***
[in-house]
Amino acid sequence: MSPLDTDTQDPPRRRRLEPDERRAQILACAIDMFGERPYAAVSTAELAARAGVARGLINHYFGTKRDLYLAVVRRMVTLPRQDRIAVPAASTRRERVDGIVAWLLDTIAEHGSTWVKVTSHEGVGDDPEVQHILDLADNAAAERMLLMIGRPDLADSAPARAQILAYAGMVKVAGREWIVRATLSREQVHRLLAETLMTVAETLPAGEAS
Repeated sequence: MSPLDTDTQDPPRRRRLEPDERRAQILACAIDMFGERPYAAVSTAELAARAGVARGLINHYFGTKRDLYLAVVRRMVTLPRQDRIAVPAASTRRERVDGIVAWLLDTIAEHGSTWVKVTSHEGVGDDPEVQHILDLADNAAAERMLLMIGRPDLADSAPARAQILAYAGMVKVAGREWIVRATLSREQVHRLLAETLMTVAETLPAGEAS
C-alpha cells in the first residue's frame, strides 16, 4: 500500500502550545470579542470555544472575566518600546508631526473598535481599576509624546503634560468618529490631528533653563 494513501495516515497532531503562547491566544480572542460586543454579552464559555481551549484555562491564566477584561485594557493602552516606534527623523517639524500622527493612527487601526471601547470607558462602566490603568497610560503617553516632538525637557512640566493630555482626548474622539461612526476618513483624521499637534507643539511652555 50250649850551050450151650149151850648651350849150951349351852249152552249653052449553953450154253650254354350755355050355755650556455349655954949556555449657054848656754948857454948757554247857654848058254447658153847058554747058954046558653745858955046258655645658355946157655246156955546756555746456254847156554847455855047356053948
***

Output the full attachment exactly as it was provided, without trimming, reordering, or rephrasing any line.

[in-house]
Amino acid sequence: MSPLDTDTQDPPRRRRLEPDERRAQILACAIDMFGERPYAAVSTAELAARAGVARGLINHYFGTKRDLYLAVVRRMVTLPRQDRIAVPAASTRRERVDGIVAWLLDTIAEHGSTWVKVTSHEGVGDDPEVQHILDLADNAAAERMLLMIGRPDLADSAPARAQILAYAGMVKVAGREWIVRATLSREQVHRLLAETLMTVAETLPAGEAS
Repeated sequence: MSPLDTDTQDPPRRRRLEPDERRAQILACAIDMFGERPYAAVSTAELAARAGVARGLINHYFGTKRDLYLAVVRRMVTLPRQDRIAVPAASTRRERVDGIVAWLLDTIAEHGSTWVKVTSHEGVGDDPEVQHILDLADNAAAERMLLMIGRPDLADSAPARAQILAYAGMVKVAGREWIVRATLSREQVHRLLAETLMTVAETLPAGEAS
C-alpha cells in the first residue's frame, strides 16, 4: 500500500502550545470579542470555544472575566518600546508631526473598535481599576509624546503634560468618529490631528533653563 494513501495516515497532531503562547491566544480572542460586543454579552464559555481551549484555562491564566477584561485594557493602552516606534527623523517639524500622527493612527487601526471601547470607558462602566490603568497610560503617553516632538525637557512640566493630555482626548474622539461612526476618513483624521499637534507643539511652555 50250649850551050450151650149151850648651350849150951349351852249152552249653052449553953450154253650254354350755355050355755650556455349655954949556555449657054848656754948857454948757554247857654848058254447658153847058554747058954046558653745858955046258655645658355946157655246156955546756555746456254847156554847455855047356053948